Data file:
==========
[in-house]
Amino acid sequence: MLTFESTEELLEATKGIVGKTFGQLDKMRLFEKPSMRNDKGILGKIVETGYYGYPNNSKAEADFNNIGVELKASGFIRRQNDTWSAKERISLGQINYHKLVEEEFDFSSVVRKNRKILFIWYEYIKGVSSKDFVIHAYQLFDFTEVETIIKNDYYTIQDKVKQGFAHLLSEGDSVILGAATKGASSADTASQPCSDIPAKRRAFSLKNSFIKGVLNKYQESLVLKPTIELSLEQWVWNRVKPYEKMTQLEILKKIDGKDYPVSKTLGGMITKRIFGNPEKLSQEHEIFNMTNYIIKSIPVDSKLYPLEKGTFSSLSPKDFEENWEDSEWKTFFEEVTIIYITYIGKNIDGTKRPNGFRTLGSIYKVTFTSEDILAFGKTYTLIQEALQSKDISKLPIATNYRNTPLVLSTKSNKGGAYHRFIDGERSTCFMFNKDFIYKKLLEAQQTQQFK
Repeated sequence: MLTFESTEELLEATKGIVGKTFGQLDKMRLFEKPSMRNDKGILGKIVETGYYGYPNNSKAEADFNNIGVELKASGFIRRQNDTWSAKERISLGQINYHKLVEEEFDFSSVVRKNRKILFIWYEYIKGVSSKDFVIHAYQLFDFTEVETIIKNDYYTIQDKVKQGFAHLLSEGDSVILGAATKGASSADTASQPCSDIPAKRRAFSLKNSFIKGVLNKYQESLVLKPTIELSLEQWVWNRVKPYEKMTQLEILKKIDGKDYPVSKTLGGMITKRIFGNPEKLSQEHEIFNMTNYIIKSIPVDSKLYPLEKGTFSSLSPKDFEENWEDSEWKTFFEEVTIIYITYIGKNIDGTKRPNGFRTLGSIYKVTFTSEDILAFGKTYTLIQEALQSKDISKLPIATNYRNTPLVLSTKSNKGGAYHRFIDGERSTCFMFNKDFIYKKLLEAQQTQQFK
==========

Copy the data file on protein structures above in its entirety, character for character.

[in-house]
Amino acid sequence: MLTFESTEELLEATKGIVGKTFGQLDKMRLFEKPSMRNDKGILGKIVETGYYGYPNNSKAEADFNNIGVELKASGFIRRQNDTWSAKERISLGQINYHKLVEEEFDFSSVVRKNRKILFIWYEYIKGVSSKDFVIHAYQLFDFTEVETIIKNDYYTIQDKVKQGFAHLLSEGDSVILGAATKGASSADTASQPCSDIPAKRRAFSLKNSFIKGVLNKYQESLVLKPTIELSLEQWVWNRVKPYEKMTQLEILKKIDGKDYPVSKTLGGMITKRIFGNPEKLSQEHEIFNMTNYIIKSIPVDSKLYPLEKGTFSSLSPKDFEENWEDSEWKTFFEEVTIIYITYIGKNIDGTKRPNGFRTLGSIYKVTFTSEDILAFGKTYTLIQEALQSKDISKLPIATNYRNTPLVLSTKSNKGGAYHRFIDGERSTCFMFNKDFIYKKLLEAQQTQQFK
Repeated sequence: MLTFESTEELLEATKGIVGKTFGQLDKMRLFEKPSMRNDKGILGKIVETGYYGYPNNSKAEADFNNIGVELKASGFIRRQNDTWSAKERISLGQINYHKLVEEEFDFSSVVRKNRKILFIWYEYIKGVSSKDFVIHAYQLFDFTEVETIIKNDYYTIQDKVKQGFAHLLSEGDSVILGAATKGASSADTASQPCSDIPAKRRAFSLKNSFIKGVLNKYQESLVLKPTIELSLEQWVWNRVKPYEKMTQLEILKKIDGKDYPVSKTLGGMITKRIFGNPEKLSQEHEIFNMTNYIIKSIPVDSKLYPLEKGTFSSLSPKDFEENWEDSEWKTFFEEVTIIYITYIGKNIDGTKRPNGFRTLGSIYKVTFTSEDILAFGKTYTLIQEALQSKDISKLPIATNYRNTPLVLSTKSNKGGAYHRFIDGERSTCFMFNKDFIYKKLLEAQQTQQFK